Retail Defaults Set To Peak But Debt Maturities Signal Bad News AheadRupert Hargreaves
UPDATED 11:41AM EST March 14th by Rupert
2017 was the worst year for retail defaults on record. There were 26 major retail bankruptcies throughout the year, surpassing the previous total of 20 bankruptcies posted in 2008.
- Record Number Of Retail Closures In 2017
- Department Store Sales Less Bad
- Retail Apocalypse? 4k Net New Stores To Open In 2017
2018 has gotten off to a similar start. By the first week of March, three major retailers had filed for Chapter 11 bankruptcy including Bon-Ton Stores, which does nearly $3 billion in sales, The Walking Company, Kiko USA and A'gaci.
Yet more retail defaults should not come as a surprise to retail sector watchers. In a survey conducted in November 2017, 40% of retail executive said they expect bankruptcy filings to increase in 2018 according to consultancy firm BDO.
Cushman & Wakefield supports this view. The firm projects 12,000 retail stores could close in 2018, up from 9,000 last year as at least 25 major retailers collapse. Rating agency S&P Global has issued a similarly concerning forecast cautioning that retail defaults "could match or exceed" those in 2017.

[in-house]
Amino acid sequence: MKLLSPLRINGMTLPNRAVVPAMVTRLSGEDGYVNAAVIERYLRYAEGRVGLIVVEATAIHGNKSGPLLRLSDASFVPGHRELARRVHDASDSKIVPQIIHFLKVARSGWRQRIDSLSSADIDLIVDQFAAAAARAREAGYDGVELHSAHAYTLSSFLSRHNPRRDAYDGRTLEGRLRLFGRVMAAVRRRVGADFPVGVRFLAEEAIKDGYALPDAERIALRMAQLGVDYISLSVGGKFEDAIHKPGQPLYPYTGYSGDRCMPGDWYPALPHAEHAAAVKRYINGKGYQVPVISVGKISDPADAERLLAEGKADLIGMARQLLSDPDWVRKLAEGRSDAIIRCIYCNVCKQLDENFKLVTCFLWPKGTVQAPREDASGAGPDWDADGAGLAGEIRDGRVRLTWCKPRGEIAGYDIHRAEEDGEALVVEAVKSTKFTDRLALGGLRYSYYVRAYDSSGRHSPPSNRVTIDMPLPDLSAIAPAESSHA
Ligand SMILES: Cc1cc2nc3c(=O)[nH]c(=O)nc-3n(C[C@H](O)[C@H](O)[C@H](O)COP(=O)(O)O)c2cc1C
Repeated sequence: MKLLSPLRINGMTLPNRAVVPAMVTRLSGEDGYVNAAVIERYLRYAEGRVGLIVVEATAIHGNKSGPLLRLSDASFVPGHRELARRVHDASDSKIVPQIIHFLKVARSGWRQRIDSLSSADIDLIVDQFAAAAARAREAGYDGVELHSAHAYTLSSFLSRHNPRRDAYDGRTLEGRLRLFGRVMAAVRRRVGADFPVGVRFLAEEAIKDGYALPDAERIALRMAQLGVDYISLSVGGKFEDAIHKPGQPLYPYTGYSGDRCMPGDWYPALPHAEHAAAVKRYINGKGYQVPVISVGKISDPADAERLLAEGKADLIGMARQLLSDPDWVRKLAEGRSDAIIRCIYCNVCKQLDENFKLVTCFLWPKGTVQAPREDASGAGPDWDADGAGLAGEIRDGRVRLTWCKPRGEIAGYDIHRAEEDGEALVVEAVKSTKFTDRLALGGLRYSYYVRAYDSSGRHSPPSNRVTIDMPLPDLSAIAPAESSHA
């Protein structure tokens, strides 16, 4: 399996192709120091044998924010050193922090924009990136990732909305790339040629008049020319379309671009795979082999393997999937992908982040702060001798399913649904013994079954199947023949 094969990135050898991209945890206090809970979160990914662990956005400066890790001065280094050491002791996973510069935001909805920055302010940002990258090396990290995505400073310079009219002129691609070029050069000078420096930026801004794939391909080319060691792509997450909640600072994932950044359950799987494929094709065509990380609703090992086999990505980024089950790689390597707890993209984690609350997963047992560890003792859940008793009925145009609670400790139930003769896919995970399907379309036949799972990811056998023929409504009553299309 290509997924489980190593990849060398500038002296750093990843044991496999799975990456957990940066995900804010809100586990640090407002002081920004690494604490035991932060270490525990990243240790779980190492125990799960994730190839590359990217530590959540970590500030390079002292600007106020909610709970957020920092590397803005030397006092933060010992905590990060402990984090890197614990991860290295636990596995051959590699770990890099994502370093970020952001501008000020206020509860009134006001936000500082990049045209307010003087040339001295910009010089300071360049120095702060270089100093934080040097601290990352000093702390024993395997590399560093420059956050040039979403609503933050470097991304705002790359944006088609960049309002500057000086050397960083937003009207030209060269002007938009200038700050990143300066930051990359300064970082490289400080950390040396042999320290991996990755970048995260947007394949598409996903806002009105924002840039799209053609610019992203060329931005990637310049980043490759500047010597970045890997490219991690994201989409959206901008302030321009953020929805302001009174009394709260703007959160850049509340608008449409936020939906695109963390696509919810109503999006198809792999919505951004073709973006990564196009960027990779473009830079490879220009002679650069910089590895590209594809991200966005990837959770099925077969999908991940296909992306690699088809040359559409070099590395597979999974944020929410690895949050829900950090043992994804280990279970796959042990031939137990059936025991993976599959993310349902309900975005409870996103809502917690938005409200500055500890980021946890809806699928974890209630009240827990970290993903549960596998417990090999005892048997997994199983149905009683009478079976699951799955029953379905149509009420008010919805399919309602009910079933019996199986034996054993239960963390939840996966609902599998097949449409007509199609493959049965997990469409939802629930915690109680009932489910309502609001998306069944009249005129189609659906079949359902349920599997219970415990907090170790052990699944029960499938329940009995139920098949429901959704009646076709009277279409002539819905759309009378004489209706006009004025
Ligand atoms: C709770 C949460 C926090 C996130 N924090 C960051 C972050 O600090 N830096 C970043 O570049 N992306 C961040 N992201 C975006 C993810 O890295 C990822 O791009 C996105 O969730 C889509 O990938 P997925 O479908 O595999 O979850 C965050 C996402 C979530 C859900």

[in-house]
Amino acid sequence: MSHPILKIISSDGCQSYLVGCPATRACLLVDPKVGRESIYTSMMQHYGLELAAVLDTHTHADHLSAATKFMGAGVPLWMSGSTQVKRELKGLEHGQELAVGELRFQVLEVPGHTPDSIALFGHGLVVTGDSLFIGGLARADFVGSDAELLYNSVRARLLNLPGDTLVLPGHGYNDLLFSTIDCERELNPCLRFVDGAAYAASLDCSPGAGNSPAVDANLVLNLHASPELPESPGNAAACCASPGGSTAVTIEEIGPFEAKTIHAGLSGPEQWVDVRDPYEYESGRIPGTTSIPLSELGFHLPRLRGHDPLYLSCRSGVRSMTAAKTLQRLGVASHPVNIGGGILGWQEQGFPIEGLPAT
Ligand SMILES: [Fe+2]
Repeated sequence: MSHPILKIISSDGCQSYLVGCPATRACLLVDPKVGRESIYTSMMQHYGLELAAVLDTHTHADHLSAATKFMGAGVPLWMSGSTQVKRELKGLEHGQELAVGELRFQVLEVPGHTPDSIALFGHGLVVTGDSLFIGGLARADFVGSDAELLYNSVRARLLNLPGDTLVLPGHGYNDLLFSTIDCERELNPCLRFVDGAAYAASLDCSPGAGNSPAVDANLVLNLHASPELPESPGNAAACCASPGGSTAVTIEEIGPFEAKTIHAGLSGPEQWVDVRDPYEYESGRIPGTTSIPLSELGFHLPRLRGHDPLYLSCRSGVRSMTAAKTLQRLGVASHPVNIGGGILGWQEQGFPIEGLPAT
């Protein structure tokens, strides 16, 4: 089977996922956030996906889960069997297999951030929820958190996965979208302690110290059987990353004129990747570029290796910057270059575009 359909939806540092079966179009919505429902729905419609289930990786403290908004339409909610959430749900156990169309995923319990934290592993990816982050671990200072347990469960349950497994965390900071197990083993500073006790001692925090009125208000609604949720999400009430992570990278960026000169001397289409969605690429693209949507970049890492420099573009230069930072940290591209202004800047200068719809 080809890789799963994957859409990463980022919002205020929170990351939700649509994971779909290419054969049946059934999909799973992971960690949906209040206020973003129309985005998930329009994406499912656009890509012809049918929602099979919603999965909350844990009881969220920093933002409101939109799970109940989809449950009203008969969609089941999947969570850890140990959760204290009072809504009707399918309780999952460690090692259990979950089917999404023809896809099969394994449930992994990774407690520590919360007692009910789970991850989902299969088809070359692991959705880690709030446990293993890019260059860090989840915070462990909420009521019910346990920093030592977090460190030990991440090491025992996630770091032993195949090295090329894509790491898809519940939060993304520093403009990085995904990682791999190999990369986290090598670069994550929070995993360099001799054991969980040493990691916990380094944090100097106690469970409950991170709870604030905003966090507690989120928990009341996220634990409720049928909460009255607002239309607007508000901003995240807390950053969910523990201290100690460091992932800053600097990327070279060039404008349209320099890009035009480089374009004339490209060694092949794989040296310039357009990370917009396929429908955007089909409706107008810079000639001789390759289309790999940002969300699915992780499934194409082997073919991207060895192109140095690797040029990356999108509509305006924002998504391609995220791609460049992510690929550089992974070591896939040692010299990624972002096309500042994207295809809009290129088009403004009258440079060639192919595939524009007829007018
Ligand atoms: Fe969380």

As Retail Dive reports, the S&P research highlights several danger points facing the industry, including approaching debt maturities ($5.6 billion in 2018, $13 billion in 2019 and $18 billion in 2020) the corresponding highly leveraged balance sheets and a shift in consumer spending.
Analysts at Moody's note that public and private retail debt maturities total $14.9 billion from 2018 through 2020 with maturities starting to spike in 2019. While some companies will be able to refinance as "credit markets have remained open to refinancings" those with more challenged credit profiles will struggle especially in an environment when monetary policy is tightening.
Still, according to Moody's figures, it's not all bad. Recently the ranks of issuers rated Caa1 and lower have shrunk from 26 issuers to 20 "roughly where the list stood a year ago" according to the credit rating agency. Granted, two of the issuers have fallen off the list due to bankruptcy but overall the picture is improving for retailers, which "have more recently been showing some signs of improvement."
That being said, Moody's does expect the retail sector default rate to remain elevated for the rest of the year, although the agency expects it to peak in March at 12.43%: